"First, marine insurance, unless in an amount as great as the `value' of the property insured, is customarily coinsurance. If the underwritten amount (i.e., the stated amount of insurance) is less than the `value' (to be explained presently) of the cargo that is the subject of insurance, the owner is a coinsurer in the sense that he bears a percentage of the risk. For example, if he takes insurance in an amount that is 75% of the value, he bears 25% of the risk and recovers from the underwriter only 75% of the `loss' (to be explained presently). * * *." (Footnote omitted.) Keeton, supra, at 132.

We will assume without deciding that the insurer is correct that the English Marine Insurance Act of 1906 provides that the coinsurance principle is applicable to partial losses to vessels; that is, stated imprecisely, that the insured is not entitled to recover the full amount of his partial loss if he carries insurance in a lesser amount than the value (of some nature) of the vessel.

The insurance company contends that the value of the vessel to be used in applying a coinsurance formula is the actual value after improvement, $44,000. The plaintiff contends we must use the "agreed valuation," $25,000. We are of the opinion the plaintiff is correct.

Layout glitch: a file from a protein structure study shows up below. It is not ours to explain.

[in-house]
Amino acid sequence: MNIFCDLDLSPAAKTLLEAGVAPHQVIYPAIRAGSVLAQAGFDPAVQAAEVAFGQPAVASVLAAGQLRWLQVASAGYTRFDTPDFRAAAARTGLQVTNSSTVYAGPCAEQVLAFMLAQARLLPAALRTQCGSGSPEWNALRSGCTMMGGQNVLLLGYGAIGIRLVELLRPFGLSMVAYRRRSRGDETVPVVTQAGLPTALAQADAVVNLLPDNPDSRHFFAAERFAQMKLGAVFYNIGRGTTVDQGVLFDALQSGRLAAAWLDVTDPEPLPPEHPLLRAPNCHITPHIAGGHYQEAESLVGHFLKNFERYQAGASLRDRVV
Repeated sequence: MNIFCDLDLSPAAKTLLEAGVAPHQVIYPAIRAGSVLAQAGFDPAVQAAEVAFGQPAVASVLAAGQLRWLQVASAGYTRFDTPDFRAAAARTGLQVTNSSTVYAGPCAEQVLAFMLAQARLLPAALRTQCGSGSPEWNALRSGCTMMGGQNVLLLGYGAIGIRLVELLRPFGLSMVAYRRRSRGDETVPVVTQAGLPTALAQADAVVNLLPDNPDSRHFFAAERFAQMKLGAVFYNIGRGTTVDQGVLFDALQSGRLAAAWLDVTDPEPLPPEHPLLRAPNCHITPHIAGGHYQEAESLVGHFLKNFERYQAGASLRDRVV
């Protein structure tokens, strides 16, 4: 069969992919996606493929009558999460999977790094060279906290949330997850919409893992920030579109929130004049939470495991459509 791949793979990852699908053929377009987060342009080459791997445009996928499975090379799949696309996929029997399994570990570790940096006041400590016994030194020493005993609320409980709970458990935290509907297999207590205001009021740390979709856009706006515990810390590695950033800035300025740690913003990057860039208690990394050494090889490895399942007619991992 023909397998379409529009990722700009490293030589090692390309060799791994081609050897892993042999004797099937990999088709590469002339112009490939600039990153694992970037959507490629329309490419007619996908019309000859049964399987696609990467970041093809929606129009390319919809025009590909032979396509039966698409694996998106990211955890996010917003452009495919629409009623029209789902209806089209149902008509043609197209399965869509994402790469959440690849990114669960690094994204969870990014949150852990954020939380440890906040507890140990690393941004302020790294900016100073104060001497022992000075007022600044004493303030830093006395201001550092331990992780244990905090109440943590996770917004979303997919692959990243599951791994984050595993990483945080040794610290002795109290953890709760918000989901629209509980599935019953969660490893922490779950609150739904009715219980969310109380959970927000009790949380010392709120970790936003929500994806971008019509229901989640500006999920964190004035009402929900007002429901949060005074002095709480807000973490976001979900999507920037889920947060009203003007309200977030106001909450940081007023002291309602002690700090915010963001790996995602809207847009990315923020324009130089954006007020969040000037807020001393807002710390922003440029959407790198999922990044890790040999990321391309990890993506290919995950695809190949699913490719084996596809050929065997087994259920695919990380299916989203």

Section 27 of the English Marine Insurance Act, 1906 provides:

"(1) A policy may be either valued or unvalued. "(2) A valued policy is a policy which specifies the agreed value of the subject-matter insured. "(3) Subject to the provisions of this Act, and in the absence of fraud, the value fixed by the policy is, as between the insurer and assured, conclusive of the insurable value of the subject intended to be insured, whether the loss be total or partial."

The cases have held that this means what it says; that is, in the absence of fraud, neither party can object to the agreed value. Gilmore & Black, Law of Admiralty, ch. II, p. 87; Winter, Marine Insurance, p. 137 (1919). In this case the parties fixed an "agreed valuation" of $25,000; no fraud was claimed.

The formula for determining the amount to be paid for a partial loss to a vessel is the amount of the loss multiplied by a fraction composed of the amount of insurance over the agreed or stipulated value of the vessel. In this case that formula is